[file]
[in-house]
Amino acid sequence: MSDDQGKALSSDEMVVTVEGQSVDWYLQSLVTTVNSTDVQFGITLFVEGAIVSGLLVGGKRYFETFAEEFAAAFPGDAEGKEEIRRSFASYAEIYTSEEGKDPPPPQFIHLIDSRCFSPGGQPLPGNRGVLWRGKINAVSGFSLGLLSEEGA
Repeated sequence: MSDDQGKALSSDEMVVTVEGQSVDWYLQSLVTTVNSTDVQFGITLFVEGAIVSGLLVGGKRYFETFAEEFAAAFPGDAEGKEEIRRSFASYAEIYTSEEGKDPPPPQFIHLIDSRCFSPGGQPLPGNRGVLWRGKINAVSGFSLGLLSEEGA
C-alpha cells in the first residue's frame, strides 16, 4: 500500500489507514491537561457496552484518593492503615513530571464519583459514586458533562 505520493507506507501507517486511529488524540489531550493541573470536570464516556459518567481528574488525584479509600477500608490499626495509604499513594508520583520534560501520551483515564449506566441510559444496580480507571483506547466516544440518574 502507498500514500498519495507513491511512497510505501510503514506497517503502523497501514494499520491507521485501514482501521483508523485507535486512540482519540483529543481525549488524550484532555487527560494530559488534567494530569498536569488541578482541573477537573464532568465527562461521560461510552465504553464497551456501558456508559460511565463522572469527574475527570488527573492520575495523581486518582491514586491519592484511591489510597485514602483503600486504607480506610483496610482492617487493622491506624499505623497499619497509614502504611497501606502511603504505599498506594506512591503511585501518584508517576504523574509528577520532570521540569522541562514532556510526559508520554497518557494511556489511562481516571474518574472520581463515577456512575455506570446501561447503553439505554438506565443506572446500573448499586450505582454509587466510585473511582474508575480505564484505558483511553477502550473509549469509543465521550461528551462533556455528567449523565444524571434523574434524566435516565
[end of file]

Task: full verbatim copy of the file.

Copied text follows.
[in-house]
Amino acid sequence: MSDDQGKALSSDEMVVTVEGQSVDWYLQSLVTTVNSTDVQFGITLFVEGAIVSGLLVGGKRYFETFAEEFAAAFPGDAEGKEEIRRSFASYAEIYTSEEGKDPPPPQFIHLIDSRCFSPGGQPLPGNRGVLWRGKINAVSGFSLGLLSEEGA
Repeated sequence: MSDDQGKALSSDEMVVTVEGQSVDWYLQSLVTTVNSTDVQFGITLFVEGAIVSGLLVGGKRYFETFAEEFAAAFPGDAEGKEEIRRSFASYAEIYTSEEGKDPPPPQFIHLIDSRCFSPGGQPLPGNRGVLWRGKINAVSGFSLGLLSEEGA
C-alpha cells in the first residue's frame, strides 16, 4: 500500500489507514491537561457496552484518593492503615513530571464519583459514586458533562 505520493507506507501507517486511529488524540489531550493541573470536570464516556459518567481528574488525584479509600477500608490499626495509604499513594508520583520534560501520551483515564449506566441510559444496580480507571483506547466516544440518574 502507498500514500498519495507513491511512497510505501510503514506497517503502523497501514494499520491507521485501514482501521483508523485507535486512540482519540483529543481525549488524550484532555487527560494530559488534567494530569498536569488541578482541573477537573464532568465527562461521560461510552465504553464497551456501558456508559460511565463522572469527574475527570488527573492520575495523581486518582491514586491519592484511591489510597485514602483503600486504607480506610483496610482492617487493622491506624499505623497499619497509614502504611497501606502511603504505599498506594506512591503511585501518584508517576504523574509528577520532570521540569522541562514532556510526559508520554497518557494511556489511562481516571474518574472520581463515577456512575455506570446501561447503553439505554438506565443506572446500573448499586450505582454509587466510585473511582474508575480505564484505558483511553477502550473509549469509543465521550461528551462533556455528567449523565444524571434523574434524566435516565